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Zipf's Law for cities: a cross-country investigation

  • Soo, Kwok Tong

This paper assesses the empirical validity of Zipf¿s Law for cities, using new data on 73countries and two estimation methods ¿ OLS and the Hill estimator. With either estimator,we reject Zipf¿s Law far more often than we would expect based on random chance; for 53out of 73 countries using OLS, and for 30 out of 73 countries using the Hill estimator. TheOLS estimates of the Pareto exponent are roughly normally distributed, but those of the Hillestimator are bimodal. Variations in the value of the Pareto exponent are better explained bypolitical economy variables than by economic geography variables.

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Article provided by Elsevier in its journal Regional Science and Urban Economics.

Volume (Year): 35 (2005)
Issue (Month): 3 (May)
Pages: 239-263

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Handle: RePEc:eee:regeco:v:35:y:2005:i:3:p:239-263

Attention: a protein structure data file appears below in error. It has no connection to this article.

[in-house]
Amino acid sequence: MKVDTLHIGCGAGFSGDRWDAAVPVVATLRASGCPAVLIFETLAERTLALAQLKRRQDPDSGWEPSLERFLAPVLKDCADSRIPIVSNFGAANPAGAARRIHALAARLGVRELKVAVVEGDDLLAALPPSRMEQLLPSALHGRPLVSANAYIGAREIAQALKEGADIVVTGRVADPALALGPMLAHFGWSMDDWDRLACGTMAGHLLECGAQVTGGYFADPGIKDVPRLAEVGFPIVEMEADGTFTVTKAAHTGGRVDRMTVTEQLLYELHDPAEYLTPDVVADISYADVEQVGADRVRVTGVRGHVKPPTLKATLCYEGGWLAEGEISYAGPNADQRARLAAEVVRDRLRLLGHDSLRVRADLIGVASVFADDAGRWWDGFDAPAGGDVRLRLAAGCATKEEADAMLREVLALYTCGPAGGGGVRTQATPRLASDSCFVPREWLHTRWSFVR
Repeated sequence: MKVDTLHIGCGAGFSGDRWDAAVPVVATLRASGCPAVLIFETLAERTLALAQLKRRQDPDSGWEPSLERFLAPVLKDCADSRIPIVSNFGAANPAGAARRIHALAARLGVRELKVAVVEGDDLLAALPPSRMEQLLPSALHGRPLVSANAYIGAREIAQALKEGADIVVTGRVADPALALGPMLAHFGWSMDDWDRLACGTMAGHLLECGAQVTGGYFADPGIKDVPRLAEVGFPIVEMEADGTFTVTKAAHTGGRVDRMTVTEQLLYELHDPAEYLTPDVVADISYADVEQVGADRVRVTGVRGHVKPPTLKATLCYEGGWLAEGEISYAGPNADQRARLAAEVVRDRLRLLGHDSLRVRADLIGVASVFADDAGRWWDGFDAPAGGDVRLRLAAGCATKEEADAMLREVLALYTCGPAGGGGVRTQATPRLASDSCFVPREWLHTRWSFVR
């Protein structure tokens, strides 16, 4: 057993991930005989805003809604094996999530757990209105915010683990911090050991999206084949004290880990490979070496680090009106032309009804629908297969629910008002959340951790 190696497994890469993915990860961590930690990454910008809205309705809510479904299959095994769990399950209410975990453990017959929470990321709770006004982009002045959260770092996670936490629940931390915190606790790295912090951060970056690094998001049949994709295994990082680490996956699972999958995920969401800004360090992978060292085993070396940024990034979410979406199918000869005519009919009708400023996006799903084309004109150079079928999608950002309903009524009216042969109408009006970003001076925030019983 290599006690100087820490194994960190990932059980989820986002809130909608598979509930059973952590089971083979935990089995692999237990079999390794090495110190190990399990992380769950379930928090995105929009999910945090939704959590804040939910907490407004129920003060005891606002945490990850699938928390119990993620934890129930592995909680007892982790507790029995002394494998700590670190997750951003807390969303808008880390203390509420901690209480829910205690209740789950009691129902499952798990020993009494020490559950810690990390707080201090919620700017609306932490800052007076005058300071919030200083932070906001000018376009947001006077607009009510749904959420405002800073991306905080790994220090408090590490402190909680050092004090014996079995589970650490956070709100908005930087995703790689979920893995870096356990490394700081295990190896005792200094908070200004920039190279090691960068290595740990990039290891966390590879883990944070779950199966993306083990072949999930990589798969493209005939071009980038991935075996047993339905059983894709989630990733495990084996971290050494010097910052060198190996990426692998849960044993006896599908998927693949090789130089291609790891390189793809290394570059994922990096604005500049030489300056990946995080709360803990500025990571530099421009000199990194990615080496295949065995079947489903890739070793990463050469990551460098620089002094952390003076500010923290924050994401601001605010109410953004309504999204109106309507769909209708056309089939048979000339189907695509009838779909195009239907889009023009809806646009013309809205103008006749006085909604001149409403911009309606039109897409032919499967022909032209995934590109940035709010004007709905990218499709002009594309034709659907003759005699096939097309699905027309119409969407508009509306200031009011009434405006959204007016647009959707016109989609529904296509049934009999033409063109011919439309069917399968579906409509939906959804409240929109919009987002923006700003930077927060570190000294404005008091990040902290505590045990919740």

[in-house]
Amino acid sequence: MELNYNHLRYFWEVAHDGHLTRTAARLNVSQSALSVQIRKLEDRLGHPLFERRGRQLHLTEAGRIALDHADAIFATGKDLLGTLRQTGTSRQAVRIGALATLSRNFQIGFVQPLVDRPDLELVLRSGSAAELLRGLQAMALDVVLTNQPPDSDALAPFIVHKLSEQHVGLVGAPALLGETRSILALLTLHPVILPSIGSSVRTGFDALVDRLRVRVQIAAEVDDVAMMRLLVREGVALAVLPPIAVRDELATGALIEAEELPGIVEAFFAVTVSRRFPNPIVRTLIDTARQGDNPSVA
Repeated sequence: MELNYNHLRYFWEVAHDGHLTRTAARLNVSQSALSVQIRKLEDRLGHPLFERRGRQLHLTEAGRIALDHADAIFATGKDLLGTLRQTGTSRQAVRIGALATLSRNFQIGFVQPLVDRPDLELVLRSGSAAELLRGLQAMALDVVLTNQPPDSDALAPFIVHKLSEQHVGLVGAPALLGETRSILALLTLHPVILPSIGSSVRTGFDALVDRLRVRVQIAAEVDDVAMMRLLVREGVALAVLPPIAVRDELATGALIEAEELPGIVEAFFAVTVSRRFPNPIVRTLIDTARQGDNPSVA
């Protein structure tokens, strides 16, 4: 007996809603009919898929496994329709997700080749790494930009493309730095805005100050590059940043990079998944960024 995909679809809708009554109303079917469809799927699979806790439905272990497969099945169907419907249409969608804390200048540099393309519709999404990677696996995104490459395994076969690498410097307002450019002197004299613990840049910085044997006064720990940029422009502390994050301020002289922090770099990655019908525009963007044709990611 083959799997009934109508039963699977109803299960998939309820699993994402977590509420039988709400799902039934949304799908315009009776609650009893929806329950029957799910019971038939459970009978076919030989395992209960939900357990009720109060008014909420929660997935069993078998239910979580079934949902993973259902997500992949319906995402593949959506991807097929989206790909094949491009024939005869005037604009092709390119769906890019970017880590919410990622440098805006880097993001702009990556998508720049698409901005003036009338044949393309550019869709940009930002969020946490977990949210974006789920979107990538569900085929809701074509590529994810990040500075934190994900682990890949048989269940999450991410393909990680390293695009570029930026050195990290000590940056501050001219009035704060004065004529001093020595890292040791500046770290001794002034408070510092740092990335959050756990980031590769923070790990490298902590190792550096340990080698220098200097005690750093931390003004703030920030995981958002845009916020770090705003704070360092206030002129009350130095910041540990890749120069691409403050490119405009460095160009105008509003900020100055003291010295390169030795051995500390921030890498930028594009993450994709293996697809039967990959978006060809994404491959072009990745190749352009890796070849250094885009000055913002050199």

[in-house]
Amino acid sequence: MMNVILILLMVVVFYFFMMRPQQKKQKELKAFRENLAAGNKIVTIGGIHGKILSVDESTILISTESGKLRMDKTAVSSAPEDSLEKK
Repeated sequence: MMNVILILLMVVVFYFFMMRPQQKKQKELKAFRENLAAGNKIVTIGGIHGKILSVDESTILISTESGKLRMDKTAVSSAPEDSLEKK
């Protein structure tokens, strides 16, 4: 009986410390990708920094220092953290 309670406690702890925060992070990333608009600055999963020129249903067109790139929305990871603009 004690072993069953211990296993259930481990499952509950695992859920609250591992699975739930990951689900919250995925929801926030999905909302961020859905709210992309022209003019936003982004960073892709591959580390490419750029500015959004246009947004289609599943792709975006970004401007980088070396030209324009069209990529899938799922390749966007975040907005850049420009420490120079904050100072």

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  1. Robert Axtell and Richard Florida, 2001. "Emergent Cities: A Microeconomic Explanation for Zipf's Law," Computing in Economics and Finance 2001 154, Society for Computational Economics.
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  18. John Luke Gallup & Jeffrey D. Sachs & Andrew Mellinger, 1999. "Geography and Economic Development," CID Working Papers 1, Center for International Development at Harvard University.
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